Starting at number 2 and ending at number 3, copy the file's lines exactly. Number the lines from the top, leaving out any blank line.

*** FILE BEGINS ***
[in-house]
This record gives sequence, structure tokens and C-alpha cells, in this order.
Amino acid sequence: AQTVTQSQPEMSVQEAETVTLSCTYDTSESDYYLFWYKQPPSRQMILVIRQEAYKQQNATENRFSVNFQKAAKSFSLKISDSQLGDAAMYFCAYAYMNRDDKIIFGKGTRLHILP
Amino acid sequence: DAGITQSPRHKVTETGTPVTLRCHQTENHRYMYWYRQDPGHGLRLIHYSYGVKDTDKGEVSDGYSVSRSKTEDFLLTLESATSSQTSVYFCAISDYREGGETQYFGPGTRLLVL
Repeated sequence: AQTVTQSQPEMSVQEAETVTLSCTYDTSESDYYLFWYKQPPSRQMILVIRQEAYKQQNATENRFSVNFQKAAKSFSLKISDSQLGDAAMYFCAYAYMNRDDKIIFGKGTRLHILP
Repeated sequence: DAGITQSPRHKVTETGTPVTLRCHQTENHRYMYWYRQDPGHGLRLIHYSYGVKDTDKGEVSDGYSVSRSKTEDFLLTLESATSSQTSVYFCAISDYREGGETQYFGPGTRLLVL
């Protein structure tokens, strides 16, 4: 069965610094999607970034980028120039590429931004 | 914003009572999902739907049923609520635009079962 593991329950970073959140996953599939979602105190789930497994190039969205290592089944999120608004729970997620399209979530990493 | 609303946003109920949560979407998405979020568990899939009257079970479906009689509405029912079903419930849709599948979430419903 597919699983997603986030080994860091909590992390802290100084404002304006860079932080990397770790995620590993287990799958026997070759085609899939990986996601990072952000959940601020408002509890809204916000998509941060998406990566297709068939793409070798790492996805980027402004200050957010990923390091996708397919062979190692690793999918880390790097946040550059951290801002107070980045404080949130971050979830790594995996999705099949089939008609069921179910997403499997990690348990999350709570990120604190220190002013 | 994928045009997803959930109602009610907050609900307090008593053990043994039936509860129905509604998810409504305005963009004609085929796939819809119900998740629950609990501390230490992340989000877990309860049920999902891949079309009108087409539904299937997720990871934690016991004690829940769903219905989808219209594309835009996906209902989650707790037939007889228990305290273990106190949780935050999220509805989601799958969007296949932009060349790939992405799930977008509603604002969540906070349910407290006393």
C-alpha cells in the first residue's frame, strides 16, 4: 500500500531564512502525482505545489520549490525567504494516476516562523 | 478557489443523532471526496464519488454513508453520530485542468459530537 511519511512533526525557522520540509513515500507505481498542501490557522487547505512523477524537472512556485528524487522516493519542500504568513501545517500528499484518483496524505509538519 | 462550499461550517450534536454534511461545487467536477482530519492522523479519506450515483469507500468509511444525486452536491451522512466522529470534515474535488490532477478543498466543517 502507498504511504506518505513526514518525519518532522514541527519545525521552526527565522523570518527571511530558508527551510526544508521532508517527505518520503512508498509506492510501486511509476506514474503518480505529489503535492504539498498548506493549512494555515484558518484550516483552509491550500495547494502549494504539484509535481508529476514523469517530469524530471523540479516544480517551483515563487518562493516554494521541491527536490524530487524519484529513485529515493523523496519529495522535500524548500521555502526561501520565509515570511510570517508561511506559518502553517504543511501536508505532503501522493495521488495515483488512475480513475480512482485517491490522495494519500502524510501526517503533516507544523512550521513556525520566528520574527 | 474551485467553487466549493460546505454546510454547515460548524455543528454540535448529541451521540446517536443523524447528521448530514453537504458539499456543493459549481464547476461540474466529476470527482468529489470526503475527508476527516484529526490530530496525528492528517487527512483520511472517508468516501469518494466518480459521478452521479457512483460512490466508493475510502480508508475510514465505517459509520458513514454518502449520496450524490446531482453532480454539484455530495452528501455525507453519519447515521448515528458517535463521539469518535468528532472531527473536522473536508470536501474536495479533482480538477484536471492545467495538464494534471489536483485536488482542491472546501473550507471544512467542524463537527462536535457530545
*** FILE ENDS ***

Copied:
This record gives sequence, structure tokens and C-alpha cells, in this order.
Amino acid sequence: AQTVTQSQPEMSVQEAETVTLSCTYDTSESDYYLFWYKQPPSRQMILVIRQEAYKQQNATENRFSVNFQKAAKSFSLKISDSQLGDAAMYFCAYAYMNRDDKIIFGKGTRLHILP